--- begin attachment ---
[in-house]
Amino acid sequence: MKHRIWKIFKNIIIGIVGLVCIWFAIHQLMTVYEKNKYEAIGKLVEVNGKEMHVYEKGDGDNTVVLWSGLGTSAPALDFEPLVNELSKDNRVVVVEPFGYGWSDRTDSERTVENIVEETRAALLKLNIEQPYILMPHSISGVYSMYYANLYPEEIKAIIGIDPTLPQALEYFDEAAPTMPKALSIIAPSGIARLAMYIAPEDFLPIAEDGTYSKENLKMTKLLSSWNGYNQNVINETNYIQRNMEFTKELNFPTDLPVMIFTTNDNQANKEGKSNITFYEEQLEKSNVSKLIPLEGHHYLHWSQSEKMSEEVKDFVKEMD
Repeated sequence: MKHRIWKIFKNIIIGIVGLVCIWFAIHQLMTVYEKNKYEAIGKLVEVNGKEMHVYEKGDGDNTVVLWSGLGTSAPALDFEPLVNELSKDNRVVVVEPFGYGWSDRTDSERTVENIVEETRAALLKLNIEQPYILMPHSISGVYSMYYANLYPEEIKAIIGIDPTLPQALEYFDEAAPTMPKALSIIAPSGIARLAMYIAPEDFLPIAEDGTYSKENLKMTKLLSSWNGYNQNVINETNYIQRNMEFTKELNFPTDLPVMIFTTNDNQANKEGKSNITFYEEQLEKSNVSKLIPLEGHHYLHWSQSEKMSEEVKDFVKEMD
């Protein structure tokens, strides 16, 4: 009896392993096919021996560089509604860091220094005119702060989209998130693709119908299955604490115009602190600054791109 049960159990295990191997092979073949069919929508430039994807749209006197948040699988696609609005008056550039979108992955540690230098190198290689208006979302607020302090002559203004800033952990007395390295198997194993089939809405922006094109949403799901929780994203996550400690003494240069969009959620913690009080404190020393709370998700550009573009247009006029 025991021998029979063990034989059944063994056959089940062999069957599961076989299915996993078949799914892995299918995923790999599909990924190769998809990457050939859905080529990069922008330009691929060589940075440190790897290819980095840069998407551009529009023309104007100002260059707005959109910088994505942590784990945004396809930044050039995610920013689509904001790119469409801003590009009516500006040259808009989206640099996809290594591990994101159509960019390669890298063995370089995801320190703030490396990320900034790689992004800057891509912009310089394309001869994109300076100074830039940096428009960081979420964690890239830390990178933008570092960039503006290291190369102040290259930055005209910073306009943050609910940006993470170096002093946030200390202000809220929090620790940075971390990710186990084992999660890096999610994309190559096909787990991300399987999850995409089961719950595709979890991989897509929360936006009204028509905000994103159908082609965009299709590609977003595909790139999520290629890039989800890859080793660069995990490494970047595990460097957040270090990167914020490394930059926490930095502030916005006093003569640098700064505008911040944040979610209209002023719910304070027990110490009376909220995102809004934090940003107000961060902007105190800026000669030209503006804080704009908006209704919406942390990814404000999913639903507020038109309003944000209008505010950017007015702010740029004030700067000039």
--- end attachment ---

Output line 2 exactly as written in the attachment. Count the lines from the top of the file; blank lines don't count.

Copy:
Amino acid sequence: MKHRIWKIFKNIIIGIVGLVCIWFAIHQLMTVYEKNKYEAIGKLVEVNGKEMHVYEKGDGDNTVVLWSGLGTSAPALDFEPLVNELSKDNRVVVVEPFGYGWSDRTDSERTVENIVEETRAALLKLNIEQPYILMPHSISGVYSMYYANLYPEEIKAIIGIDPTLPQALEYFDEAAPTMPKALSIIAPSGIARLAMYIAPEDFLPIAEDGTYSKENLKMTKLLSSWNGYNQNVINETNYIQRNMEFTKELNFPTDLPVMIFTTNDNQANKEGKSNITFYEEQLEKSNVSKLIPLEGHHYLHWSQSEKMSEEVKDFVKEMD